when the visits stop; part 2

In our last post, we covered what it felt like once the visits and activities following your late spouse/partner’s funeral begin to taper off.

But how do you cope with feelings (such as those of abandonment), that may arise as things quiet down?

Keep in mind that others usually take their cues from you about how much or how little interaction you want or need. Although you may find it a struggle just to get out of bed each day, please consider the following:

1. It’s okay to reach out to others. They will probably be pleasantly surprised to receive a phone call or e-mail from you.

2. Keep it simple. Suggest an activity like coffee, a meal or a movie that involves a minimal time commitment from you during this difficult period.

3. Look into widowed groups as a place to meet others who are going through similar experiences (discover many other opportunities for meeting people in our book, Lost My Partner – What’ll I Do?)

4. Spend some time with children and/or grandchildren. Visits can be kept short if that’s more convenient for you.

5. Although your memory and concentration are probably impaired right now, others will understand. Remind yourself that these symptoms of grief will get better.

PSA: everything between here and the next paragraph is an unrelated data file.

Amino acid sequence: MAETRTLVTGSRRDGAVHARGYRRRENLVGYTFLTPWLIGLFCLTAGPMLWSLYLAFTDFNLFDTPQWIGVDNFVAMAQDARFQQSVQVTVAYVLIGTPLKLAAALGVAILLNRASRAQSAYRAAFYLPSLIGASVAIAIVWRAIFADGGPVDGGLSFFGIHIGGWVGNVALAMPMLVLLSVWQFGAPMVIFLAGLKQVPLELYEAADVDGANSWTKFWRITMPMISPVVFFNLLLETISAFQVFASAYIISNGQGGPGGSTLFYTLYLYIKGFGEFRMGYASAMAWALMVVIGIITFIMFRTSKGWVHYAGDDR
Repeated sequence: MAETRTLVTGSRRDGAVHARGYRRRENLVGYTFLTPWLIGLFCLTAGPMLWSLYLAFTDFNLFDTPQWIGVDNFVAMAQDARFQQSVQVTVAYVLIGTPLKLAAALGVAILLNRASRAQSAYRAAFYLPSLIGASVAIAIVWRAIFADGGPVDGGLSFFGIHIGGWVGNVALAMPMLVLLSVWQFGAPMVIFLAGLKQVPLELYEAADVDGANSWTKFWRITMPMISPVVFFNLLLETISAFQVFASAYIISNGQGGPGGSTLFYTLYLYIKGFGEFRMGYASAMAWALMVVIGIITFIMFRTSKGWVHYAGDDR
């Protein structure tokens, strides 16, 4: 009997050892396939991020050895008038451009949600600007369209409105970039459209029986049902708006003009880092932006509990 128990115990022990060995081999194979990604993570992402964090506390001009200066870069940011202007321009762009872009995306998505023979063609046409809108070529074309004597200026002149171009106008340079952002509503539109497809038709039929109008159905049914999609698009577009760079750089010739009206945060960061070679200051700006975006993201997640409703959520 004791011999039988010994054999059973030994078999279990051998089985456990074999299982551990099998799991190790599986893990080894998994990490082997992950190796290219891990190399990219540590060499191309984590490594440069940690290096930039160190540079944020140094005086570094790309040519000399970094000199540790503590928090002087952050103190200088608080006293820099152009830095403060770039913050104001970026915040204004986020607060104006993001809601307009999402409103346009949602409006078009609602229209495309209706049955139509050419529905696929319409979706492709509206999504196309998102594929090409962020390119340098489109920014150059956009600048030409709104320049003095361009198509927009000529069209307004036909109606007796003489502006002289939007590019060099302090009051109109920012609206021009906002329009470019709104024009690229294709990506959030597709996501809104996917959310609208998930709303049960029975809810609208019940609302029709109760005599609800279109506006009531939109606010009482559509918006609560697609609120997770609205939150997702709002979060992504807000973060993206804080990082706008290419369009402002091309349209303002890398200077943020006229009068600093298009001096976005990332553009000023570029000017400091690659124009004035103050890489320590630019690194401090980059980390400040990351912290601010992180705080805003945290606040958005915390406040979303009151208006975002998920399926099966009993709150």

Remember to take one step at a time and try not to remain isolated from other people.


Anonymous said...

For me, the silence and the feelings of emptiness and abondonment are awful. I am very blessed to have a job that I love, with a super supportive boss and co-workers. I reach out to them, as well as my church "family" and friends. I borrow other people's children and dogs for "mini-dates". I also spend time in the car crying and telling my husband how angry I am that he left. The bottom line is there is no real excuse to be alone-if you are, it's your choice. Their are so many available ways to communicate, like email, blogging, MySpace, even texting, where you don't even have to talk, but you are still connecting and not isolating. Grief is a process, you have to figure out what works for you and is comfortable as you find your "new normal".

Laurie and Ruth said...

You've worked out some great ways to stay connected with others. Your "mini-dates" idea is especially clever and a new one for us.

Thanks, Deb!